19 May May 2020 – Into the Great(?) Reopen
As we transition into reopening our communities, the stock market has cheered and risen significantly off the lows of late March. This dramatic reversal was driven by a quick and massive policy response followed by optimism about the economic recovery.
Covid-19 caused the entire global economy to come to a halt, and the complex gears of the economic system are not designed to pause. In March many investors were fearing the next Great Depression as the full extent of the economic lock down became clearer, and in response a massive wave of monetary and fiscal support were unleashed to combat a gigantic economic contraction. On the monetary side, the Federal Reserve dropped its policy rate from 1.5% to 0%, began large-scale asset purchases, initiated new lending programs, and took other steps to ensure the plumbing of the financial system continued to operate. Fiscal support included enhanced unemployment benefits, direct payments to households, and loans/grants to small businesses. Other global central banks and governments throughout the world enacted similar responses. These responses removed or at least significantly decreased the probability of a worst case scenario in the minds of investors, which at least for the time being placed a floor under the markets. Markets then began to focus on the reopening process and positive medical developments towards treatments and eventually vaccines for the virus.
It is admittedly a dissonant feeling for markets to march upward during a time of terrible economic data. We are in the midst of the most severe contraction in the post WWII era, and the data is staggering.
The next two charts show the historic impact on labor markets and the changes in comparison to the last 70 years are so drastic they seem unbelievable.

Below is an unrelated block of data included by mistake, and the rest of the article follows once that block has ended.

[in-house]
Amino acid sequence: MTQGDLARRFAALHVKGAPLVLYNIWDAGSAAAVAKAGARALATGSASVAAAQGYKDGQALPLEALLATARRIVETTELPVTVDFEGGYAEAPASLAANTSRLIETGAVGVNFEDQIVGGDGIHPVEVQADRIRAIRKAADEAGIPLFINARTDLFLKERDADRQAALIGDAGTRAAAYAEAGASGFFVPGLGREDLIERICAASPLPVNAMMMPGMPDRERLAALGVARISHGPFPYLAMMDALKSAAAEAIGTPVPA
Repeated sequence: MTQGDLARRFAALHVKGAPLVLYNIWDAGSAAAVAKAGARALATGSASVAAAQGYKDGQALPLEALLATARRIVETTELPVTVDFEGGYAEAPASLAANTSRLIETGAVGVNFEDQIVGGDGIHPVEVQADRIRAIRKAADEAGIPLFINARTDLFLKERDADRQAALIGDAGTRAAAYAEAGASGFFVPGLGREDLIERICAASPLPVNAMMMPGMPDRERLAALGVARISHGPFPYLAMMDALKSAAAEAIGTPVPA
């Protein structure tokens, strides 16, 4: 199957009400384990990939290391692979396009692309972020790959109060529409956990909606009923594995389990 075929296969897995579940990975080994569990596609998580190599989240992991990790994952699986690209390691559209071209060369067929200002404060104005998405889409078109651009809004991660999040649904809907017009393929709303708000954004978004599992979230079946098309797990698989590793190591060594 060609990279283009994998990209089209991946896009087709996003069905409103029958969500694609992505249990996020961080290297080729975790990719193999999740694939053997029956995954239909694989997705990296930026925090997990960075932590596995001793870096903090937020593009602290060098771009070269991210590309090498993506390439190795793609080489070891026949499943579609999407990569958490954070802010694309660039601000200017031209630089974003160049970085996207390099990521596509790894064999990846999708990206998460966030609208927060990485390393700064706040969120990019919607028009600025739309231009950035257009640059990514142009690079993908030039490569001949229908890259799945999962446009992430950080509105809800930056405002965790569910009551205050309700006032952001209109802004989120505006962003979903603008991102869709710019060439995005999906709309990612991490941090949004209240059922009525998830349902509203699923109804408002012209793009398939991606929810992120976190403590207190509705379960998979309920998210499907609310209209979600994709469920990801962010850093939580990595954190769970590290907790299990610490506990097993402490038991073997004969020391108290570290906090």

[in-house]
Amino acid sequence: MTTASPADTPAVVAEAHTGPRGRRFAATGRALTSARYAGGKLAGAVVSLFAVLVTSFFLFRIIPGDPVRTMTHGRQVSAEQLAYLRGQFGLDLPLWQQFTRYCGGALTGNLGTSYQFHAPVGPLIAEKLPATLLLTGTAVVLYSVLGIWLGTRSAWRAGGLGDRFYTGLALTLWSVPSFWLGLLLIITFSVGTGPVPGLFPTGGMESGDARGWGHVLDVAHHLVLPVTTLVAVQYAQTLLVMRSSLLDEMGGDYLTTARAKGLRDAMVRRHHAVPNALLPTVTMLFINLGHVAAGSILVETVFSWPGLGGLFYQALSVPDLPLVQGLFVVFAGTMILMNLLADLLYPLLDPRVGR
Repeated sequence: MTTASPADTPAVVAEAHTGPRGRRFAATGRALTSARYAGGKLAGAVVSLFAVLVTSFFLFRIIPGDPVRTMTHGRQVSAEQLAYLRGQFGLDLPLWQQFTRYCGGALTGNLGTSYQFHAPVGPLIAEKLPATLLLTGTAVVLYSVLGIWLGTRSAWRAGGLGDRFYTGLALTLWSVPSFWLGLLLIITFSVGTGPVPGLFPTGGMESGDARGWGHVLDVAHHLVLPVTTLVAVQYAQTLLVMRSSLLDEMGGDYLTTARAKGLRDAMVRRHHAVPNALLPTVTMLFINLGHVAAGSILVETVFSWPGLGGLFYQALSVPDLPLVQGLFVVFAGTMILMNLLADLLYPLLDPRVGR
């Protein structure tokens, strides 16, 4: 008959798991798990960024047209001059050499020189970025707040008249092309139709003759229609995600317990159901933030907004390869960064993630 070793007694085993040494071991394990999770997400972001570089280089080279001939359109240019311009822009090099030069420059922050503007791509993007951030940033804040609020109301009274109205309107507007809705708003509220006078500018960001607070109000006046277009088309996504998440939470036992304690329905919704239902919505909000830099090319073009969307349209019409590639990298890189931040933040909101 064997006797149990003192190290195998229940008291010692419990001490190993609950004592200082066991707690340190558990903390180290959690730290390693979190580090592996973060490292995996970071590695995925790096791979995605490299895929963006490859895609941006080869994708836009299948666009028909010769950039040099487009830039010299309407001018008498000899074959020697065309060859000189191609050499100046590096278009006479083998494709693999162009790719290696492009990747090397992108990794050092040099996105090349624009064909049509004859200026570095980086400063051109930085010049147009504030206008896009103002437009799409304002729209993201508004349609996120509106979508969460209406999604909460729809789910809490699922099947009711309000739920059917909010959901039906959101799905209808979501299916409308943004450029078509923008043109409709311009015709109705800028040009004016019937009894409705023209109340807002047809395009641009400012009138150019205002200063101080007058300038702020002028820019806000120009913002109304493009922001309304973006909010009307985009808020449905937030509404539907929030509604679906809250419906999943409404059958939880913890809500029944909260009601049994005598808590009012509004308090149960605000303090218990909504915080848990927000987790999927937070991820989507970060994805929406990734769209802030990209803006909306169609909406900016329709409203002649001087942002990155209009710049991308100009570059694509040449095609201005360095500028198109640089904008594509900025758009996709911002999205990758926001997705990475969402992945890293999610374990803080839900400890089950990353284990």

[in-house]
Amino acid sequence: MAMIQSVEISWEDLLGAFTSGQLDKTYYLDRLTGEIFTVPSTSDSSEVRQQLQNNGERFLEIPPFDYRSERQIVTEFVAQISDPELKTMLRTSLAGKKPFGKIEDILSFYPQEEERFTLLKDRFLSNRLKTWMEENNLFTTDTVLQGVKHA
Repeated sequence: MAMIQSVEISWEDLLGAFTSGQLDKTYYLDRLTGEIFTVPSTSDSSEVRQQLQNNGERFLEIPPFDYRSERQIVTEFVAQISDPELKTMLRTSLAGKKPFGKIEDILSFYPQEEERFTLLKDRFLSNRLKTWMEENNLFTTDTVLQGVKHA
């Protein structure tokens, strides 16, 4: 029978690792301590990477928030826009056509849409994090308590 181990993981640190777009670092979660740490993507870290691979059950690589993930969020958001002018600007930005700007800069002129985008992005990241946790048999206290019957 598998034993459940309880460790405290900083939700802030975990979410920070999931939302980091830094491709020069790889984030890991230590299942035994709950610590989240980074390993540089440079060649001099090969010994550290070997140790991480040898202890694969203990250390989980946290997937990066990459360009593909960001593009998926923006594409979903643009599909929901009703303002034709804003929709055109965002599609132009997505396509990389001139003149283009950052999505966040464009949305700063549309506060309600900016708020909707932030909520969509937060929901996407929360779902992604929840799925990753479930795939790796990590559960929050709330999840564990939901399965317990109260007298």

As we look forward towards an economic recovery, economists like to use the alphabet to describe the shape of the recovery: will it be V-shaped, U, W, L? I think the best description of the recovery, and one that is gaining traction with an increasing number of economists, is that the recovery will look more like a Nike “Swoosh”. This can be thought of as a sharp drop followed by a slow and gradual recovery. One addition I would make to the idea of the swoosh is that the recovery or right-hand side of the swoosh is likely to be jagged and uneven. The virus is endemic in our population and unlikely to just disappear. I think the base case scenario is that as communities open back up, virus transmission will increase. Whether this takes place this summer or there is a delay until the fall is anyone’s guess, but we should expect more cases as human interaction increases. The likely increase in virus transmission will cause some retrenchment in activity and be a driving force behind the slow and uneven recovery.
The economy will likely be subdued and operate below full capacity until the development of a vaccine. Over 100 vaccines are in development globally and at least eight have started testing in humans, according to the Wall Street Journal. Unfortunately most vaccines in development will fail and the timeline until one is approved is uncertain. The most aggressive timelines include emergency approval with limited distribution this fall followed by wider distribution in early 2021. Countless scenarios push this timeline back, and there are many questions regarding how effective the vaccine will be. In the meantime, the longer uncertainty hangs over business and individual decisions, the worse for the macroeconomic environment. Uncertain businesses will cut back on investment to preserve cash, but this has a negative effect on innovation. Many employees of uncertain businesses will be concerned about future employment and will increase savings, negatively impacting economic growth. Also, 88% of Americans that lost their jobs in April reported that their layoffs are temporary. Extended economic stagnation can cause temporary layoffs to become more permanent, potentially eroding workers’ skills. Lastly, as the economy operates below capacity for longer periods of time, the risk of liquidity issues becoming solvency issues increases for both businesses and individuals. Decreasing the level of uncertainty in a timely manner is clearly crucial.
During this time of uncertainty strong businesses will likely come out stronger and gain market share as weaker competitors struggle or fail. We believe it is critical to own a portfolio of companies that will not only survive the current environment, but thrive on the other side of our current challenges. We also believe it is critical to remain balanced during the ups and downs that will likely be in our near future. On that note, we have used the recent rally in equity markets to increase cash across our investment portfolios which allows us to be more opportunistic during future bumps in the road.
Tom Searson, CFA